Responsibilities to consider before becoming a dog owner

Published 6:30 pm Tuesday, July 30, 2019


K9 Corner

Are you a responsible dog owner? Or, are you thinking about becoming a dog owner, but have no idea that there are responsibilities that go with owning a dog?

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There are a number of websites available to help those in the thinking stage; the American Kennel Club has one “75 ways to be a Responsible Dog Owner.” I haven’t even read all 75 points yet.

How can you be responsible? First you should think about how a dog would fit into your current lifestyle. Do you have a job that allows you to take your dog to work? Do you have a safe place where the animal can spend the day while you work?

Let me tell you how I handled a (no dogs allowed) job and my first canine. She was young and a very active breed, but I found that a four mile run in the morning and evening satisfied her need for exercise and she slept while I went to work.

To bond with her, I allowed her to sleep at the foot of my bed. She had water available both in her daytime kennel and in the bathroom next to the bedroom. I also took her with me whenever I could.

When I was starting out as a “new” dog owner, I automatically thought: Puppy and purebred something. I took my time selecting the breed that would blend in with my schedule. I discovered mixed breeds early, when someone dropped a pup over my back fence and she proved to be too smart to be sent to the animal shelter.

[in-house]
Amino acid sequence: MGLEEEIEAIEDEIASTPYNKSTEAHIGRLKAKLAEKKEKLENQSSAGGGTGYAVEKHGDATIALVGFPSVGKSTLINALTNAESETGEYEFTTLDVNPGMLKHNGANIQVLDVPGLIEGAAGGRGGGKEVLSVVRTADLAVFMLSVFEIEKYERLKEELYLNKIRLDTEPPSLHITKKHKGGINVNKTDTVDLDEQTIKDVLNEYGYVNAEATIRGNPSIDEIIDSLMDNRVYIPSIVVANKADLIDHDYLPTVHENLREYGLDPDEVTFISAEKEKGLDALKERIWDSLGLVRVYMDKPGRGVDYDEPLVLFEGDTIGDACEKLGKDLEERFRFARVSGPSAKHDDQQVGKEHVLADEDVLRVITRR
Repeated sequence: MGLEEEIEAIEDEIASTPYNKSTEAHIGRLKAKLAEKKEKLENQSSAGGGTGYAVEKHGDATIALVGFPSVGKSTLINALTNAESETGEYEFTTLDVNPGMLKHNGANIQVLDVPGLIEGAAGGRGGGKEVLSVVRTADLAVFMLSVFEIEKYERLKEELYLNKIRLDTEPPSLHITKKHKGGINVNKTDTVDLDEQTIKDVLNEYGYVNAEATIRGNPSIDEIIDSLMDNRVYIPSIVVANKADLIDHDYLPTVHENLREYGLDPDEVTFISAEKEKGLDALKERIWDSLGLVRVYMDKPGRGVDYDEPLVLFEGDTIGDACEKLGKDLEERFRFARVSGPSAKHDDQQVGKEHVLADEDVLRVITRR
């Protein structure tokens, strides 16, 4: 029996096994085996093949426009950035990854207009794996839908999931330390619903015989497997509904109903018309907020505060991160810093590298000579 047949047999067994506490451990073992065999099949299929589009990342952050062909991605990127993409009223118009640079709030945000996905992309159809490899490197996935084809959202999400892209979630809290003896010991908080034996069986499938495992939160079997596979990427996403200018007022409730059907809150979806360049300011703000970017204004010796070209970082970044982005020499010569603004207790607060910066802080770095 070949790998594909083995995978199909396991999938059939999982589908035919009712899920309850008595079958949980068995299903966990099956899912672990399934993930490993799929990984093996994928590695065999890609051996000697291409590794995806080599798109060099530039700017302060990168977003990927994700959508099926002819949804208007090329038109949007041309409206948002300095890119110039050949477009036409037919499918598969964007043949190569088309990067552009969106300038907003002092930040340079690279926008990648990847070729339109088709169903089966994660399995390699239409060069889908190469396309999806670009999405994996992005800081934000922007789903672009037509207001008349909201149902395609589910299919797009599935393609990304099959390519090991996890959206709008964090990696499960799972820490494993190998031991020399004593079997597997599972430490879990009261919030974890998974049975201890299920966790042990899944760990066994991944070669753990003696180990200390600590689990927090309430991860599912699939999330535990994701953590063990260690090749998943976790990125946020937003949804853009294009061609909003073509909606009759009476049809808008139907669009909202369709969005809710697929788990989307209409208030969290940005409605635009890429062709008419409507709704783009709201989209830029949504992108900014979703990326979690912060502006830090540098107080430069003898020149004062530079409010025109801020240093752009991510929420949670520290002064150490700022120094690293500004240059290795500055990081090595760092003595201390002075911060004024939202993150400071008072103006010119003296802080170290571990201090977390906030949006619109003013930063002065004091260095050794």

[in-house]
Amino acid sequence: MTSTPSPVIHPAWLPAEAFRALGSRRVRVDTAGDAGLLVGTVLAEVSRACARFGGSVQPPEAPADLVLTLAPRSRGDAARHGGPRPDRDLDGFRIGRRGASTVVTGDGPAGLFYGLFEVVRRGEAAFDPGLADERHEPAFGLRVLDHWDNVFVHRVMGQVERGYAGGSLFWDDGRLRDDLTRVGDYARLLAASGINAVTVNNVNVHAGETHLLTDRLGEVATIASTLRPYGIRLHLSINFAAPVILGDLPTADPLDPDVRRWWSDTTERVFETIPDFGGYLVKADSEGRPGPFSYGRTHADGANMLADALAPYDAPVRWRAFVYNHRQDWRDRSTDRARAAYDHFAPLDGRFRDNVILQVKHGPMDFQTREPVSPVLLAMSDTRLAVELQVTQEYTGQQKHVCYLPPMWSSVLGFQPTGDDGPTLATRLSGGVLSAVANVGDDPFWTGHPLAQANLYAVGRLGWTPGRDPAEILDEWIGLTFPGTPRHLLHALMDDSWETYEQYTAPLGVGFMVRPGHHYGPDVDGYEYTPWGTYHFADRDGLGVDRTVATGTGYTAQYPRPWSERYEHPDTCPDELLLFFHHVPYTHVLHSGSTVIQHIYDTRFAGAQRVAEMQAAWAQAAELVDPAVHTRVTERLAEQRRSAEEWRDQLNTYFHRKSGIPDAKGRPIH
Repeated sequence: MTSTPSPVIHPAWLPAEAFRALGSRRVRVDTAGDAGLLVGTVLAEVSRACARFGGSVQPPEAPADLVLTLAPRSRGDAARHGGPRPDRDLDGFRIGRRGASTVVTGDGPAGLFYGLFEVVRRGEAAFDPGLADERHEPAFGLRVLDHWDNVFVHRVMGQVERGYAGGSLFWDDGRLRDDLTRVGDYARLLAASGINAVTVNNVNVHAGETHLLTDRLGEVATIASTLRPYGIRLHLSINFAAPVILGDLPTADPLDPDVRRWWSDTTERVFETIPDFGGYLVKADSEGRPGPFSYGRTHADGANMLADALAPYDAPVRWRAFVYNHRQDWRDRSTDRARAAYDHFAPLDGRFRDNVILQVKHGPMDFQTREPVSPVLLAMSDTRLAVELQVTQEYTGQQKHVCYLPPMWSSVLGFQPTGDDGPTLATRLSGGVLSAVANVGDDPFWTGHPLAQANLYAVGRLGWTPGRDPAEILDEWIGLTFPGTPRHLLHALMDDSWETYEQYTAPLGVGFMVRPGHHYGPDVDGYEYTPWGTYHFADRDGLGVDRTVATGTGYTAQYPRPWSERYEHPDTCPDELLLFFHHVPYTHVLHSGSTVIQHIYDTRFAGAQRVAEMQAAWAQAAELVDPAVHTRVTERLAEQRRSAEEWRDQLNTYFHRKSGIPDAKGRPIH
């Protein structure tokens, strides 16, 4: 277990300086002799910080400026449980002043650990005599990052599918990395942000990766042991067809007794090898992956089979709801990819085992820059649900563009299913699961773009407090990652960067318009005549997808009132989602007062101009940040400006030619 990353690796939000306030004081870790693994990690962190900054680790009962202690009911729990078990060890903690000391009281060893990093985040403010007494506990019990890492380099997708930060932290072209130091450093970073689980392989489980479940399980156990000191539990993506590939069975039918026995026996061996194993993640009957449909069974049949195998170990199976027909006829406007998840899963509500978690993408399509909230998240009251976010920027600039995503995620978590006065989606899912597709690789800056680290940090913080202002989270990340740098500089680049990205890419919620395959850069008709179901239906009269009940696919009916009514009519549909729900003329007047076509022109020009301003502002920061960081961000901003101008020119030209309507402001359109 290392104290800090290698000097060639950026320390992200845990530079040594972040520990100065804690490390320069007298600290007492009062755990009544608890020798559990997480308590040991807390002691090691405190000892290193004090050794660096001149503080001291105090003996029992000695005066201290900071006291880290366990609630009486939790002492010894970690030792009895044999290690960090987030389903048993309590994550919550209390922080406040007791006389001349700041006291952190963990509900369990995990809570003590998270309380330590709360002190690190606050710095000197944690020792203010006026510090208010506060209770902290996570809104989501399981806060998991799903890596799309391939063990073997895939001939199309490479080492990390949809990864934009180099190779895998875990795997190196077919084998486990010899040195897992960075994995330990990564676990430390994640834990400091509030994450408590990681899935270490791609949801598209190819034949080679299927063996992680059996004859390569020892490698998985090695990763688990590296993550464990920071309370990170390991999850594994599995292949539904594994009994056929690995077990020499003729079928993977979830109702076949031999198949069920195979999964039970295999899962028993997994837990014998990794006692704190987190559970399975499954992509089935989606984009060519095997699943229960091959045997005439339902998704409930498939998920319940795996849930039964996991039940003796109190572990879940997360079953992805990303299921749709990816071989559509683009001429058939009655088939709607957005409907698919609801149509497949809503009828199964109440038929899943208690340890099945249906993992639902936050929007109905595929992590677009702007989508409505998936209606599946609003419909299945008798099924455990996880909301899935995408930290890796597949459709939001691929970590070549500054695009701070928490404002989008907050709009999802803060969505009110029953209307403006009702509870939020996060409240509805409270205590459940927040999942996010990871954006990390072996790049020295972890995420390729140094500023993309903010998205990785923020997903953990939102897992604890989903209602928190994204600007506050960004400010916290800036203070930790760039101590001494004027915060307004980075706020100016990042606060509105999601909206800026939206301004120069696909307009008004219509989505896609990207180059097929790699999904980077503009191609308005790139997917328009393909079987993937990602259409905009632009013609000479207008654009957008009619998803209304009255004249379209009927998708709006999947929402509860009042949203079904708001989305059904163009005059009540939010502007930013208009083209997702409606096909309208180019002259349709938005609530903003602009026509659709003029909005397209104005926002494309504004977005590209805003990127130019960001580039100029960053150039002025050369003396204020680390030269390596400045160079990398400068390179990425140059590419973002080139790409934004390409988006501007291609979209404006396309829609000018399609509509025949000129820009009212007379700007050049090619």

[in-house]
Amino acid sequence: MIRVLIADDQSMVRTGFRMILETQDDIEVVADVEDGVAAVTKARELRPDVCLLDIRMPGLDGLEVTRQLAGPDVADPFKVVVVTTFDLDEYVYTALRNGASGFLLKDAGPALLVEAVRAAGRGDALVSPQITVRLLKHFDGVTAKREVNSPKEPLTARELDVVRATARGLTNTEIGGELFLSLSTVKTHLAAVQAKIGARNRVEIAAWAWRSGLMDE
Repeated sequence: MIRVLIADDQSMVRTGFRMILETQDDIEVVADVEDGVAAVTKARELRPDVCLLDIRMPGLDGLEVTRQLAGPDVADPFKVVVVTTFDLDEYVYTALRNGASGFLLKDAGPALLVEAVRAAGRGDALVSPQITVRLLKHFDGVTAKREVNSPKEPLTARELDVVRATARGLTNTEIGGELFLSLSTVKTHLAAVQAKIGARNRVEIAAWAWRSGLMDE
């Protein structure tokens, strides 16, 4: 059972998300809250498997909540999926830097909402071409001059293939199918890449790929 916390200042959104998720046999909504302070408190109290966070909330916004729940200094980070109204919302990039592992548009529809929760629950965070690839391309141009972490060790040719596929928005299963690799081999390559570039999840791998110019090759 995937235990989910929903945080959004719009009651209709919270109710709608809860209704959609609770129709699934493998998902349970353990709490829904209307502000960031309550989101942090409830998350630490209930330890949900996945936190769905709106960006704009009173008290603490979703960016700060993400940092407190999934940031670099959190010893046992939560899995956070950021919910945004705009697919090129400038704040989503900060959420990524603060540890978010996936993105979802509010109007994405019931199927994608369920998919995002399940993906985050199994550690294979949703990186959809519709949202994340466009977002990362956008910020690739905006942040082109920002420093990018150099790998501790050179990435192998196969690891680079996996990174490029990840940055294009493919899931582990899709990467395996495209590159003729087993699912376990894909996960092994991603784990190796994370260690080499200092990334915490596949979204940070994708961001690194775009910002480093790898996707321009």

Little by little I learned how to train my first dog by taking her to obedience school. The members of that club encouraged me to try new activities, and my dog and I enjoyed the socialization and challenges.

Years later, I found my joy in adopting older dogs. One, “free to a good home” retriever, was especially fun since he bonded with my Papillon (weight six pounds) and they played and slept together. To keep the retriever exercised, I asked a friend who coached softball to come over and play fetch with my dog. I was impressed with the distance he could throw the ball and the retriever delighted in running after it.

To be a responsible dog owner, you not only have to supply your new family member with food and water bowls, but also with toys to play with. It is also wise to select your veterinarian before you bring your dog home and arrange for a “meet and greet” session before the doctor checks him over the first time.

It is especially important to provide your dog with identification. Mine (including my cats) were all either tattooed with a registered number, or more recently microchipped, just in case they slipped away and lost their collar with the tags.

Well, I have only read 35 of the 75 tips for being a responsible dog owner, but you get the point. Having a pet takes thought and time and dedication, but the rewards are great.